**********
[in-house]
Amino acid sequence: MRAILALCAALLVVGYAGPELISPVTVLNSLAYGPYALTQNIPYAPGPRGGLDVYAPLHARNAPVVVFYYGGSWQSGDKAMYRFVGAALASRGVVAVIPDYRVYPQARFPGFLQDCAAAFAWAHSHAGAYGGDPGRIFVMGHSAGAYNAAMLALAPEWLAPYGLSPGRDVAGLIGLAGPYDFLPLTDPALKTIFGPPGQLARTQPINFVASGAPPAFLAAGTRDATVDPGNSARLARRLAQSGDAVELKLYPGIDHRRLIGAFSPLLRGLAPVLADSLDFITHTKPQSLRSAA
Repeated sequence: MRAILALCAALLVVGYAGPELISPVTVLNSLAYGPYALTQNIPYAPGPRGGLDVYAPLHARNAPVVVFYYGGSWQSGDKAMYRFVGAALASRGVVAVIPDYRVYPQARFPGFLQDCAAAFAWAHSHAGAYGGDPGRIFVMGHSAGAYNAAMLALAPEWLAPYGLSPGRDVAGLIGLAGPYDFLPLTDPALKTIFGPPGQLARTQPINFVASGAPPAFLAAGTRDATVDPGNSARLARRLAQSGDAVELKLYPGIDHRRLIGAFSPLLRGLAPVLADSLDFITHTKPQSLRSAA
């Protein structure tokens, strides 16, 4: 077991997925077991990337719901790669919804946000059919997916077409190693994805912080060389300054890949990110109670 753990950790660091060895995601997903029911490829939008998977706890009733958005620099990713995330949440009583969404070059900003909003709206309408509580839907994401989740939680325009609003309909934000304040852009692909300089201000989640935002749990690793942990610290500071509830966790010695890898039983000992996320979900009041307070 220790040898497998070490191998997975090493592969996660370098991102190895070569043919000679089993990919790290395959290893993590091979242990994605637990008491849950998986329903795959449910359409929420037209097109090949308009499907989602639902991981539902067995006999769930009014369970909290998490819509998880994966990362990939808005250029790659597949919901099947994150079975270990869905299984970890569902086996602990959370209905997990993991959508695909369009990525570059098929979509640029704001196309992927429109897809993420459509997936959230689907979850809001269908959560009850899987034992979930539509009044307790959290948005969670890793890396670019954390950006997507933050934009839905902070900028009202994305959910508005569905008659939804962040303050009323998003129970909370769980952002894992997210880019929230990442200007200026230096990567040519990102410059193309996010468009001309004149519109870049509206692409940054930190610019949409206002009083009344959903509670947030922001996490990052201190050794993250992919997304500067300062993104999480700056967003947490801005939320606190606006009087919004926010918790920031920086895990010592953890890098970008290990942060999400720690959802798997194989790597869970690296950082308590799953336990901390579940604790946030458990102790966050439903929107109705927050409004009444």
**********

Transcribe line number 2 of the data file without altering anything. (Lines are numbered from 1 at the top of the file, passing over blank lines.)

Amino acid sequence: MRAILALCAALLVVGYAGPELISPVTVLNSLAYGPYALTQNIPYAPGPRGGLDVYAPLHARNAPVVVFYYGGSWQSGDKAMYRFVGAALASRGVVAVIPDYRVYPQARFPGFLQDCAAAFAWAHSHAGAYGGDPGRIFVMGHSAGAYNAAMLALAPEWLAPYGLSPGRDVAGLIGLAGPYDFLPLTDPALKTIFGPPGQLARTQPINFVASGAPPAFLAAGTRDATVDPGNSARLARRLAQSGDAVELKLYPGIDHRRLIGAFSPLLRGLAPVLADSLDFITHTKPQSLRSAA